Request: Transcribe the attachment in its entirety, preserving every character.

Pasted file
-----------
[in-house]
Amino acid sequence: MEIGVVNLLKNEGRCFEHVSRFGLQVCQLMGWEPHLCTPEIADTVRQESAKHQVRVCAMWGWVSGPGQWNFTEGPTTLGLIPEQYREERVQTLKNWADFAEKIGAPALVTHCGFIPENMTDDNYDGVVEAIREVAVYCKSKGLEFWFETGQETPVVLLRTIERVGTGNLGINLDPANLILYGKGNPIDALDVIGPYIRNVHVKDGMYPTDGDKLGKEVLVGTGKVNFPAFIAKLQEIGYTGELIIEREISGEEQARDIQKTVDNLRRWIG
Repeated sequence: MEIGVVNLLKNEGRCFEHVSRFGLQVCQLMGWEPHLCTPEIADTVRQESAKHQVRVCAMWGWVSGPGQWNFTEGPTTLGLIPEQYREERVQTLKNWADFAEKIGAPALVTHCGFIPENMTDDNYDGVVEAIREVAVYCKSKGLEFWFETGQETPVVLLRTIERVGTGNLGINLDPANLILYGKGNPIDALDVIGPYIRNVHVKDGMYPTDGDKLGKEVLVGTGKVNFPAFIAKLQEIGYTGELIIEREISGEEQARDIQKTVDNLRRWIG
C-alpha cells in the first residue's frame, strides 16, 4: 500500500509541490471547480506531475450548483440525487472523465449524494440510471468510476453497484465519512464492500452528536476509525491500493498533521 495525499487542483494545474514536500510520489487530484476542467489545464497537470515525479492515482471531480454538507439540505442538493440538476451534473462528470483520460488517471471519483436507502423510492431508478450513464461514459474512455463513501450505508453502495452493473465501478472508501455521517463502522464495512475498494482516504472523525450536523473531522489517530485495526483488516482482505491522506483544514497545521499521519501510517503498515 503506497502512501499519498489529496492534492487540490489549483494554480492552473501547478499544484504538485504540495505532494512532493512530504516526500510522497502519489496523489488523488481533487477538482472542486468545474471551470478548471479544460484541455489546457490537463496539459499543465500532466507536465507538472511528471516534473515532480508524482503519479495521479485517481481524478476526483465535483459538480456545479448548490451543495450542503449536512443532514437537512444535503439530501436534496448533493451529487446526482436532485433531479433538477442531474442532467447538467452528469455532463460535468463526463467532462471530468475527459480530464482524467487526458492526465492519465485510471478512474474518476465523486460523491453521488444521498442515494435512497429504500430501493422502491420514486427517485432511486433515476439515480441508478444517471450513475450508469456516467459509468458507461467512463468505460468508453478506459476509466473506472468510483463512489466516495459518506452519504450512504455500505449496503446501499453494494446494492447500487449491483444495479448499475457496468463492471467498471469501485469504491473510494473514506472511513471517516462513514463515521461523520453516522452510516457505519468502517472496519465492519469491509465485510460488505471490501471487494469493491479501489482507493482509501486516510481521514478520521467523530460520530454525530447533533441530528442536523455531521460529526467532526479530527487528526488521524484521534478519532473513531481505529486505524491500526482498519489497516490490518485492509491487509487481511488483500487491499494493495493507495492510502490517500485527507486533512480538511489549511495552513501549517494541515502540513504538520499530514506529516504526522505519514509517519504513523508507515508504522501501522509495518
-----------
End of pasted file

[in-house]
Amino acid sequence: MEIGVVNLLKNEGRCFEHVSRFGLQVCQLMGWEPHLCTPEIADTVRQESAKHQVRVCAMWGWVSGPGQWNFTEGPTTLGLIPEQYREERVQTLKNWADFAEKIGAPALVTHCGFIPENMTDDNYDGVVEAIREVAVYCKSKGLEFWFETGQETPVVLLRTIERVGTGNLGINLDPANLILYGKGNPIDALDVIGPYIRNVHVKDGMYPTDGDKLGKEVLVGTGKVNFPAFIAKLQEIGYTGELIIEREISGEEQARDIQKTVDNLRRWIG
Repeated sequence: MEIGVVNLLKNEGRCFEHVSRFGLQVCQLMGWEPHLCTPEIADTVRQESAKHQVRVCAMWGWVSGPGQWNFTEGPTTLGLIPEQYREERVQTLKNWADFAEKIGAPALVTHCGFIPENMTDDNYDGVVEAIREVAVYCKSKGLEFWFETGQETPVVLLRTIERVGTGNLGINLDPANLILYGKGNPIDALDVIGPYIRNVHVKDGMYPTDGDKLGKEVLVGTGKVNFPAFIAKLQEIGYTGELIIEREISGEEQARDIQKTVDNLRRWIG
C-alpha cells in the first residue's frame, strides 16, 4: 500500500509541490471547480506531475450548483440525487472523465449524494440510471468510476453497484465519512464492500452528536476509525491500493498533521 495525499487542483494545474514536500510520489487530484476542467489545464497537470515525479492515482471531480454538507439540505442538493440538476451534473462528470483520460488517471471519483436507502423510492431508478450513464461514459474512455463513501450505508453502495452493473465501478472508501455521517463502522464495512475498494482516504472523525450536523473531522489517530485495526483488516482482505491522506483544514497545521499521519501510517503498515 503506497502512501499519498489529496492534492487540490489549483494554480492552473501547478499544484504538485504540495505532494512532493512530504516526500510522497502519489496523489488523488481533487477538482472542486468545474471551470478548471479544460484541455489546457490537463496539459499543465500532466507536465507538472511528471516534473515532480508524482503519479495521479485517481481524478476526483465535483459538480456545479448548490451543495450542503449536512443532514437537512444535503439530501436534496448533493451529487446526482436532485433531479433538477442531474442532467447538467452528469455532463460535468463526463467532462471530468475527459480530464482524467487526458492526465492519465485510471478512474474518476465523486460523491453521488444521498442515494435512497429504500430501493422502491420514486427517485432511486433515476439515480441508478444517471450513475450508469456516467459509468458507461467512463468505460468508453478506459476509466473506472468510483463512489466516495459518506452519504450512504455500505449496503446501499453494494446494492447500487449491483444495479448499475457496468463492471467498471469501485469504491473510494473514506472511513471517516462513514463515521461523520453516522452510516457505519468502517472496519465492519469491509465485510460488505471490501471487494469493491479501489482507493482509501486516510481521514478520521467523530460520530454525530447533533441530528442536523455531521460529526467532526479530527487528526488521524484521534478519532473513531481505529486505524491500526482498519489497516490490518485492509491487509487481511488483500487491499494493495493507495492510502490517500485527507486533512480538511489549511495552513501549517494541515502540513504538520499530514506529516504526522505519514509517519504513523508507515508504522501501522509495518